No Run Of the Mill Mil

RSS

Spotters at this year’s AirVenture show at Whitman Field can expect to see a Mil Mi-2 Hoplite (N211PZ) in full camo livery touching down on the grass on Thursday. Be careful not to judge the 1978 Polish-built Soviet-era relic by its cover however. This Mil is different. Owned by the University of Iowa’s Operator Performance Lab (OPL), N211PZ has a Rockwell Collins-built Common Aircraft Avionics System (CAAS) glass cockpit, with synthetic vision, and carries advanced sensors including Rockwell Collins’ latest generation weather radar, lidar and electro-optical sensors. A key part of the Hoplite’s job is to test the fusion of synthetic and enhanced vision (radar, EO/IR, etc) into a comprehensive situational awareness tool to help pilots fly safely.

Tom Schnell, founder and director of OPL, purchased the PZL-Swidnik Mi-2 from the Cold War Air Museum in Texas, where it had been acquired from the Bulgarian Air Force. Schnell converted the GTD-350P-powered twin to a high tech sensor testbed, primarily for U.S. military research work, often in partnership with avionics maker Rockwell Collins, located 30 min. north of OPL’s facilities in Iowa City, Iowa. With CAAS, Schnell has plenty of extra input channels that he’s only too happy to fill up with high-definition video from the cache of sensors that is continually growing, but not always visible to the public. Surrounding the CAAS cockpit is an anachronism of a helicopter, albeit one that is solidly and smartly built, and easily flown (once you get the engines up and running). Peculiarities to note: The rotor spins clockwise when looking at it from above (right-hand rule, thumb into the dirt), the opposite from U.S. helicopters, and there is a rear-view mirror, a practical aftermarket add-on by Schnell so he can keep eye contact on the technicians in the rear of the spacious cabin. In this case it's Josh Baynes, media relations guru for Rockwell Collins back there.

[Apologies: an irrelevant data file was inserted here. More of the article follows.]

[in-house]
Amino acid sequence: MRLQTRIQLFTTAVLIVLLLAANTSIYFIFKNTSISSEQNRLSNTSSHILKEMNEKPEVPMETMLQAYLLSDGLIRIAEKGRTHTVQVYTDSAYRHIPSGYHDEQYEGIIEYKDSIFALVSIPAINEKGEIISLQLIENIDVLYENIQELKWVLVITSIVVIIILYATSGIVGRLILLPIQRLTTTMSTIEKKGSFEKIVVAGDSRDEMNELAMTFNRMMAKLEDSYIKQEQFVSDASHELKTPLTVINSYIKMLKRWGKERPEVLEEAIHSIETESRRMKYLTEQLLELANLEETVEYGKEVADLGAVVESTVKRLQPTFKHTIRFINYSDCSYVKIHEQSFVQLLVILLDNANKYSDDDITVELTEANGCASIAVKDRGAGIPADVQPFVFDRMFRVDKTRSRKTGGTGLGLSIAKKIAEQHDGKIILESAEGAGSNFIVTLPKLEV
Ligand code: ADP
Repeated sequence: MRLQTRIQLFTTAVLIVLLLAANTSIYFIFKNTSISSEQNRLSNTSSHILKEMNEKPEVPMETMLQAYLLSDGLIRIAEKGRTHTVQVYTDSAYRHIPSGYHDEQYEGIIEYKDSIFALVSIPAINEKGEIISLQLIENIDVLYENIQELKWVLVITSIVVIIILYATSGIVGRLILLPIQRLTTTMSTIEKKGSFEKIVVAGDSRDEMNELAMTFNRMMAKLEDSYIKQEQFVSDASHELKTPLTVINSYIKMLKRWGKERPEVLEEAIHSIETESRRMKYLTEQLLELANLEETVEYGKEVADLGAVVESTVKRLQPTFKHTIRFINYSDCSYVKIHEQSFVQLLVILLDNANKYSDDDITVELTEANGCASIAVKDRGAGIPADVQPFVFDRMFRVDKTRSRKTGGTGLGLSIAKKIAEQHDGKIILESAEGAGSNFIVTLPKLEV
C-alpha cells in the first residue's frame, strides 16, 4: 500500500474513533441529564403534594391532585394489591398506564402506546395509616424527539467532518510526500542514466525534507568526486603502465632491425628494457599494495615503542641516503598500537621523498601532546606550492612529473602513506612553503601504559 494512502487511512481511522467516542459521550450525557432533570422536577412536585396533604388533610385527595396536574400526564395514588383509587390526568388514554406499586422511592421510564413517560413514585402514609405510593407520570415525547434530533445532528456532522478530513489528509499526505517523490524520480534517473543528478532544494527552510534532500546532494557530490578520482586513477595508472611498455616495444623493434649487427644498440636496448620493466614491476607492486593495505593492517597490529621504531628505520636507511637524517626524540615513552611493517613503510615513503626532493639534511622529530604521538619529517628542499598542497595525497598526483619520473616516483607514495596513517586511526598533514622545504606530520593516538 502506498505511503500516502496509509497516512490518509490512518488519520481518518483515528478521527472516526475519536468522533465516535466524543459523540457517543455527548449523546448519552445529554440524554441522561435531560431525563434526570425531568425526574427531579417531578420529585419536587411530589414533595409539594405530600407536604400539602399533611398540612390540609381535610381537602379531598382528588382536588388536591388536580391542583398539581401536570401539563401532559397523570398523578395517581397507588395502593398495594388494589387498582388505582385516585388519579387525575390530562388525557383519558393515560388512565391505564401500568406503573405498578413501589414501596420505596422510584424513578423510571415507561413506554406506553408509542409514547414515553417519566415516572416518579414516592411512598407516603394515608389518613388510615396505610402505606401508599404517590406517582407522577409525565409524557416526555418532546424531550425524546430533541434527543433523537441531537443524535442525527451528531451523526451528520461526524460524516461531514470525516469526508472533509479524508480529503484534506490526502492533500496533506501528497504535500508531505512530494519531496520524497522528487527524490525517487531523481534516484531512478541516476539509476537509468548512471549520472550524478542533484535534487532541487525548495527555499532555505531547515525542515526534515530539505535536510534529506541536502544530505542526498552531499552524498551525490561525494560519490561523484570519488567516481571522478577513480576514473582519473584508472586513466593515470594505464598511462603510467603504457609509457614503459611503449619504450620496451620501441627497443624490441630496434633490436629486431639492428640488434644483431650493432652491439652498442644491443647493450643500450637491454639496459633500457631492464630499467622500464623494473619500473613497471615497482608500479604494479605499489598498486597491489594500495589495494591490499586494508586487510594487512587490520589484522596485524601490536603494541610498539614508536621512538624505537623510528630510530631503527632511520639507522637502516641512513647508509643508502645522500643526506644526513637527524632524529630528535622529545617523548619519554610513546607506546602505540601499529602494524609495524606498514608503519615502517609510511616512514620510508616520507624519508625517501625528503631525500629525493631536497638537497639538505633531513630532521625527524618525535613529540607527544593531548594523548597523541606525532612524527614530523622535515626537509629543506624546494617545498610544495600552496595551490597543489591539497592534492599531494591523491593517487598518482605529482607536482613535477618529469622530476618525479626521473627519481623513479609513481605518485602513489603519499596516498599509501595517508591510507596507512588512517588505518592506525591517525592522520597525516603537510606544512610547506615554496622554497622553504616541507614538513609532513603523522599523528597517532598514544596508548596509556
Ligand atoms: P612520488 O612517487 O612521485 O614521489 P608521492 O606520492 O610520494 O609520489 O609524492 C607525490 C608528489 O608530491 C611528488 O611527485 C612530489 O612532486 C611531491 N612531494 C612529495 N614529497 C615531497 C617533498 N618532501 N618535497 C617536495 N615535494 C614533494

The video below shows the engine starting sequence for the 400 shp GTD-350P engines. Note the confusing directions on the information plates in the cockpit, which were translated from Russian at the factory for export sales.

Maximum book speed is 108 kt., with a range of 237 nm. and service ceiling of 13,125 ft. The Mi-2 holds up to eight passengers, or 1,540 lb. of internal kit, or 1,760 lb. of external cargo. Our short flight from Iowa City (KIOW) to the Cedar Rapids airport included a fly-over of a nearby airport.

Please or Register to post comments.

What's Things With Wings?

Aviation Week's civil aviation blog

Blog Archive

Sponsored Introduction Continue on to (or wait seconds) ×